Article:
Starboard Value Turns Aggressive in Activist Fight Against Office Depot’s Management


Starboard Value, a hedge fund that owns approximately 15% of Office Depot’s ODP equity, publicized a letter on Monday agitating for change in the company’s board and executive team. Starboard had already proposed six of its own board nominees earlier in March, citing the 10 current board members’ lack of retail experience.

However, this letter was notable for its conspicuously harsher tone. In addition to saying that it was “uncomfortable” with the board’s execution and experience, Starboard also singled out Chairman and CEO Neil Austrian for his lack of “relevant retail experience” outside of Office Depot and emphasized the firm’s poor performance during his tenure. Starboard criticized the board and executives for ignoring the fund’s suggestions, which includes operational proposals regarding cost-reduction initiatives and capital allocation advice, such as the divestment of Office Depot’s 50% stake in Office Depot de Mexico. Starboard stated that it supported the proposed merger of Office Depot and OfficeMax , but also argued that the fund could have negotiated better merger terms for Office Depot if it were involved.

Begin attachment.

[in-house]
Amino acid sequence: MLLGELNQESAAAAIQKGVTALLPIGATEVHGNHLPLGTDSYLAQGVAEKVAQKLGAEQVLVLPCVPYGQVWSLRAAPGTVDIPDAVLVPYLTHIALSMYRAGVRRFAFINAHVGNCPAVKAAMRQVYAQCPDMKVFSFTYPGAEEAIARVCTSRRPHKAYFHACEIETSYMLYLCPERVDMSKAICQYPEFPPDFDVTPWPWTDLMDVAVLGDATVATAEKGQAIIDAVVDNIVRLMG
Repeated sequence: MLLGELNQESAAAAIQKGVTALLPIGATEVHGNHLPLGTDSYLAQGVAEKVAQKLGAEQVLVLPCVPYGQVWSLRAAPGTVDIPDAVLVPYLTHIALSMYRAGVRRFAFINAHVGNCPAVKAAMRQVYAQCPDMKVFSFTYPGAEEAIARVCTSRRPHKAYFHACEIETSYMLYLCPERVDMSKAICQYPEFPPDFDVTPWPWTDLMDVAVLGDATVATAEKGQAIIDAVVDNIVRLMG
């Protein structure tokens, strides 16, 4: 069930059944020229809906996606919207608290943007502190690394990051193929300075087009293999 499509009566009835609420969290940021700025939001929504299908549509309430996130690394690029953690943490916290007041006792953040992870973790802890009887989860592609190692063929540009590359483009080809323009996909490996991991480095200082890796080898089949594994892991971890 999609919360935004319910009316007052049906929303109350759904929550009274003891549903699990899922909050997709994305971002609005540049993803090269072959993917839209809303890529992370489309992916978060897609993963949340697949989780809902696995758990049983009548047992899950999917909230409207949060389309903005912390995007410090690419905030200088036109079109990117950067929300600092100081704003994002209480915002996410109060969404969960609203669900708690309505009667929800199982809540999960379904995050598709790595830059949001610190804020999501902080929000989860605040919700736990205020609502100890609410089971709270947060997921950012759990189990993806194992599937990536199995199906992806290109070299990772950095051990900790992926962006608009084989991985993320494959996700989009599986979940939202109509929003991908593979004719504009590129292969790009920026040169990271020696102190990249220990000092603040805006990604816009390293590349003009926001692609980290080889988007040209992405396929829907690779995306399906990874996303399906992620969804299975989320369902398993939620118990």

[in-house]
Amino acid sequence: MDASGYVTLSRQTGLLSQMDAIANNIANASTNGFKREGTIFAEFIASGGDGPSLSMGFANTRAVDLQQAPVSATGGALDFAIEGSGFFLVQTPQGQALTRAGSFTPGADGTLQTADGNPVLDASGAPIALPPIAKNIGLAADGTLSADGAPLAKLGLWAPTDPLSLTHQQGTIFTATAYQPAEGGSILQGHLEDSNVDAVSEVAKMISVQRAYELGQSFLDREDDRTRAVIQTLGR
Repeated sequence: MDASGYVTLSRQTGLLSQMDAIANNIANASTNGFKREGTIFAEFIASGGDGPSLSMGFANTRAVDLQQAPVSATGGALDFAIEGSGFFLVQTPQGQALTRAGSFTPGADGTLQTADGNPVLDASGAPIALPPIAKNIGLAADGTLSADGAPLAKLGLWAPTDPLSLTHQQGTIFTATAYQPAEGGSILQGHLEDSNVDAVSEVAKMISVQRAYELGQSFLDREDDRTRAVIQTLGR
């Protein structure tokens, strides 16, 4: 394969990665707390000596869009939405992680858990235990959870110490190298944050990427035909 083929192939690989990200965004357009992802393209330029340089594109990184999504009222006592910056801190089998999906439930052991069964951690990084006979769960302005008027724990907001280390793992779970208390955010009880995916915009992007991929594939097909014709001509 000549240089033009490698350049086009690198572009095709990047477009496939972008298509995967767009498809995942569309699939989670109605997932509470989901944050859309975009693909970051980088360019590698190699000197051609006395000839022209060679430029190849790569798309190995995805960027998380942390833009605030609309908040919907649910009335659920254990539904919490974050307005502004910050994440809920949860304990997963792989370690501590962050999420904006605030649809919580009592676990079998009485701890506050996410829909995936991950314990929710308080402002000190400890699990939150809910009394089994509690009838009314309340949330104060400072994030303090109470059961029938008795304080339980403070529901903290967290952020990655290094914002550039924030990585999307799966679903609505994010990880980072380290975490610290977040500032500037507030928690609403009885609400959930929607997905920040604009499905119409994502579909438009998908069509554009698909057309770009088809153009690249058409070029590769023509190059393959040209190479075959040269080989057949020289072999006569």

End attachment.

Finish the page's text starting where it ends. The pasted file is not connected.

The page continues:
Office Depot has been assigned a poor stewardship rating and echo many of Starboard’s concerns regarding past governance. But it’s unlikely that Starboard will gain much traction with investors or the board, since BC Partners, a private equity group that owns a 22% voting interest in Office Depot, has shown no signs of turning against management.

Additionally, investors would be against disruption that could risk the merger. That said, Starboard also reminded investors that the merger still has regulatory uncertainty, and the fund could gain more traction if regulators block the merger, which is unlikely, but would be highly negative for investors.

At the minimum, though, Starboard will bring up these concerns during Office Depot’s 2013 annual meeting (the meeting date was delayed, and is currently unknown), and it could affect deliberations regarding who will lead the post-merger company.


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